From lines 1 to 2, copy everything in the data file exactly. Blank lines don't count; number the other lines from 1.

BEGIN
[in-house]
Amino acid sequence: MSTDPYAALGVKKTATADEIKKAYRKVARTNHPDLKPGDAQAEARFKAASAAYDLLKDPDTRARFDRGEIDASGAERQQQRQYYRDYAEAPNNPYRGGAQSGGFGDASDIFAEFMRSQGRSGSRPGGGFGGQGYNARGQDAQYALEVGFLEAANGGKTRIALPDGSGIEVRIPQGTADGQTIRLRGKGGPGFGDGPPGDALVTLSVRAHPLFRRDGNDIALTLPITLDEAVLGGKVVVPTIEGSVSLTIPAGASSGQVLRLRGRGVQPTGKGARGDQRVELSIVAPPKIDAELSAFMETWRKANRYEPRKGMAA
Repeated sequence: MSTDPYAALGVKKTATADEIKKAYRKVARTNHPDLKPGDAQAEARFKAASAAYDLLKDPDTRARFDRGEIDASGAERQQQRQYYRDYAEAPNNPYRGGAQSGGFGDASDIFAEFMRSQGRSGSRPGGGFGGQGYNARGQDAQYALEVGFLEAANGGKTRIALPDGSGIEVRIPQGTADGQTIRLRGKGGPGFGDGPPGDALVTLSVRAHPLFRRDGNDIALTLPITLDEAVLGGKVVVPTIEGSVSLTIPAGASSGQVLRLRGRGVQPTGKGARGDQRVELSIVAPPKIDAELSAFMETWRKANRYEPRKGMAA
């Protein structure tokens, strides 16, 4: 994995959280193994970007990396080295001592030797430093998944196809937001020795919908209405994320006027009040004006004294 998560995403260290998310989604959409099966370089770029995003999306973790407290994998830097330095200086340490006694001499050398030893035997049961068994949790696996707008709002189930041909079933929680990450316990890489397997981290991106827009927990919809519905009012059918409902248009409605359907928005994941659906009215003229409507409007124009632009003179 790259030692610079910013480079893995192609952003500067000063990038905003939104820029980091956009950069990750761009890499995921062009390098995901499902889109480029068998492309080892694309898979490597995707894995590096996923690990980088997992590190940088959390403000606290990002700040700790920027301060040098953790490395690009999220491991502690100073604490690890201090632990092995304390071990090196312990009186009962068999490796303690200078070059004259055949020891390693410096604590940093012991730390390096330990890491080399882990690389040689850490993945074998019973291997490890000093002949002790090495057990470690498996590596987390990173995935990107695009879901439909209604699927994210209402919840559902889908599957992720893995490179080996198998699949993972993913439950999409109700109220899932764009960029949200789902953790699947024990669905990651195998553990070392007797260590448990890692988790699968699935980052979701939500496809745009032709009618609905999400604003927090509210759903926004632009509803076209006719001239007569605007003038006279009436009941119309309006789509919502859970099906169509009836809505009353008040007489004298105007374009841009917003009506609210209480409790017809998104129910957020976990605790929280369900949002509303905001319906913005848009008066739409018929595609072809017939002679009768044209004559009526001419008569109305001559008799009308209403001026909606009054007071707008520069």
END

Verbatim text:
[in-house]
Amino acid sequence: MSTDPYAALGVKKTATADEIKKAYRKVARTNHPDLKPGDAQAEARFKAASAAYDLLKDPDTRARFDRGEIDASGAERQQQRQYYRDYAEAPNNPYRGGAQSGGFGDASDIFAEFMRSQGRSGSRPGGGFGGQGYNARGQDAQYALEVGFLEAANGGKTRIALPDGSGIEVRIPQGTADGQTIRLRGKGGPGFGDGPPGDALVTLSVRAHPLFRRDGNDIALTLPITLDEAVLGGKVVVPTIEGSVSLTIPAGASSGQVLRLRGRGVQPTGKGARGDQRVELSIVAPPKIDAELSAFMETWRKANRYEPRKGMAA